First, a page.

Thursday, January 22, 2009

Catherine Allgor

Catherine Allgor is the Visiting Croul Chair in American History at Claremont McKenna College. She is the author of A Perfect Union: Dolley Madison and the Creation of the American Nation (Henry Holt, 2006).

Last week I asked her what she was reading. Her reply:
The most intriguing thing I learned from P. M. Forni's Choosing Civility: The Twenty-Five Rules of Considerate Conduct is on the front cover. A professor of Italian literature, Forni is also the co-founder of the Johns Hopkins Civility Project! Who knew there was such a thing?

This amazing fact does not mean you need to stop at the cover; Forni's small volume contains much wisdom and many insights. Choosing Civility, as Forni acknowledges, is just the most up-to-date version of a long-established genre--the courtesy book. As a historian of early America, I have had my own experiences with these manners manuals. Though they originated in European courts, courtesy books have an important place in American history. George Washington famously copied the dicta from one into his own little book; the nineteenth-century versions played an enormous role in the refinement movement in the United States.

When you read the old books--and even skim the rules that a young Washington chose to record--you understand how many of these "don't's" were about not intruding on another's space. Such intrusion could be grossly physical--hence, the injunctions not to sprawl while seated--or merely impositions on the other person's delicacy--whether by whistling loudly, talking with a full mouth, or spitting on the floor.

Forni brings those concerns to the modern era, where, one might argue, we need to consider personal space even more seriously. Not only are there many more of us, but technologies, such as cell phones, up the level of potential obnoxiousness. Readers will find Forni's rules of behavior as useful as George Washington found his--I especially hope that his rule about alerting the person behind you right before you lower your airline seat catches on.

But this book is also about a different kind of space and a different kind of relationship to it. Forni sees his work as part of another traditional genre--the guide to the good life, as espoused by work of Aristotle and Marcus Aurelius. Or to put in another way, a kind of Buddhist-style take on modern life, with the idea of minimizing suffering--and not just one's own. "[R]espect, restraint, and responsibility," which is how he defines "civility" means that when we lessen the burden of living for others, we do so for the world. (4-5).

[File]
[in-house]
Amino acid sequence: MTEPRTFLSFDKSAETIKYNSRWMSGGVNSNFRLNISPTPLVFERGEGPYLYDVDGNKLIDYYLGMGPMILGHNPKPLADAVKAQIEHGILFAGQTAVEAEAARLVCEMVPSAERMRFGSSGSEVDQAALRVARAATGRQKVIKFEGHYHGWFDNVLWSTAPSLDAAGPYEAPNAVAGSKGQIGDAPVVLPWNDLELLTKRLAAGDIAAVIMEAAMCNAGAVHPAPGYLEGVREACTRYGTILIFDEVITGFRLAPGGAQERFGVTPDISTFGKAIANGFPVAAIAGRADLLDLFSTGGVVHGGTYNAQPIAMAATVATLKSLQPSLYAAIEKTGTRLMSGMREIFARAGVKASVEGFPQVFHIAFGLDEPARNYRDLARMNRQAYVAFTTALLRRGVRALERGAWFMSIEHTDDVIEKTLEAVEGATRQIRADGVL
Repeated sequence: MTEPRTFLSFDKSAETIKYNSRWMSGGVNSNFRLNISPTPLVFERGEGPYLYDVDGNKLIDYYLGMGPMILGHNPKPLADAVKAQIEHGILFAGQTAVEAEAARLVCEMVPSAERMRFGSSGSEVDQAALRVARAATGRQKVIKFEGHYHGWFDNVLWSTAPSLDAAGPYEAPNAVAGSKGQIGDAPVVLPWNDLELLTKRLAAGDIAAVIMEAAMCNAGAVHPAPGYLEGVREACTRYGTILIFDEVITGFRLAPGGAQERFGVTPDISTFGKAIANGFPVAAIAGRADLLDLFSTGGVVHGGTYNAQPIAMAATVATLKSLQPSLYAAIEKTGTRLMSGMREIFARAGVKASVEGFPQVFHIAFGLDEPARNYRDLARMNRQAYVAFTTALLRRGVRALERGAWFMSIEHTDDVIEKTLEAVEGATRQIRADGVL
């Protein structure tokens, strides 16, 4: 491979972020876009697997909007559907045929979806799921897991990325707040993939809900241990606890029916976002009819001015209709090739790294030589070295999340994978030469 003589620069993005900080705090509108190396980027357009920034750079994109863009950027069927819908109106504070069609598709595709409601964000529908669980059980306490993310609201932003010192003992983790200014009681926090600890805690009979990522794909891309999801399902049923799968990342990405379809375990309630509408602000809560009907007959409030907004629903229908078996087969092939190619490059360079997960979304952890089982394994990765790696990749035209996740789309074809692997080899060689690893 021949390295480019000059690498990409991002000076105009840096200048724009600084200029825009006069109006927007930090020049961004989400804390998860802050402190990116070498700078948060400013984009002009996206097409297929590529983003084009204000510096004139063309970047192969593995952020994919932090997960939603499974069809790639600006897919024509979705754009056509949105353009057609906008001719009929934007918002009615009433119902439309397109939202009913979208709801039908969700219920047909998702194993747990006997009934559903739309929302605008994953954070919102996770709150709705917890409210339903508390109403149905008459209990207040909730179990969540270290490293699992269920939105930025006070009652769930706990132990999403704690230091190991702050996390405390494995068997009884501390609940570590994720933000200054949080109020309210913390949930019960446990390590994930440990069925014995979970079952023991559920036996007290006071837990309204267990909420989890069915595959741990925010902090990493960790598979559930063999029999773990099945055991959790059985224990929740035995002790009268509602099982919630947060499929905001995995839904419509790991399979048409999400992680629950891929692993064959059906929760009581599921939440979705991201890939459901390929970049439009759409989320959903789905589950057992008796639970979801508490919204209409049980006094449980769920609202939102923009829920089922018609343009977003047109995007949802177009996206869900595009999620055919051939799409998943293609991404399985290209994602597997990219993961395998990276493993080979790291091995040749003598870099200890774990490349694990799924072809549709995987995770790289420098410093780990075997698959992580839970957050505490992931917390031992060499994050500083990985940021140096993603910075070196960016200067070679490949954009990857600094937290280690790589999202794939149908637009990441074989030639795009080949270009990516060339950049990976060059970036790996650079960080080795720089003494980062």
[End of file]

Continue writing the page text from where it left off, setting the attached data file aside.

Ironically, by giving others the consideration of space (in the old way), we lessen the real space that divides human beings. The goal for Forni is not for us to be well-regulated isolated atoms, moving in polite orbits around each other, but beings of true empathy, acknowledging our connectedness. Best quotes? "Civility does the work of empathy." (13) "Manners are the first steps of the soul toward love." (20)

One of Forni's chapter heads is "Respect in Action," which makes me dream of a new action hero--"Civil Being," who is able to leap over the coarseness and self-involvement of our world and plunge down into the depths of what we all share as human beings. I guess the point of Forni's work is that we all have the opportunity, a hundred times a day, to be that action hero. I think anyone who reads this book will be inspired to do so, plunging into the fray (or the Starbucks) with a cry of "Civility above all!"
Catherine Allgor's book Parlor Politics: In Which the Ladies of Washington Help Build a City and a Government, won the prize for the best first book by the Society for Historians of the Early American Republic. Pulitzer Prize Winner Joseph J. Ellis calls it, "An extraordinary piece of work, easily one of the most intellectually original and stylishly elegant first books I have ever read."

The Page 99 Test: A Perfect Union.

--Marshal Zeringue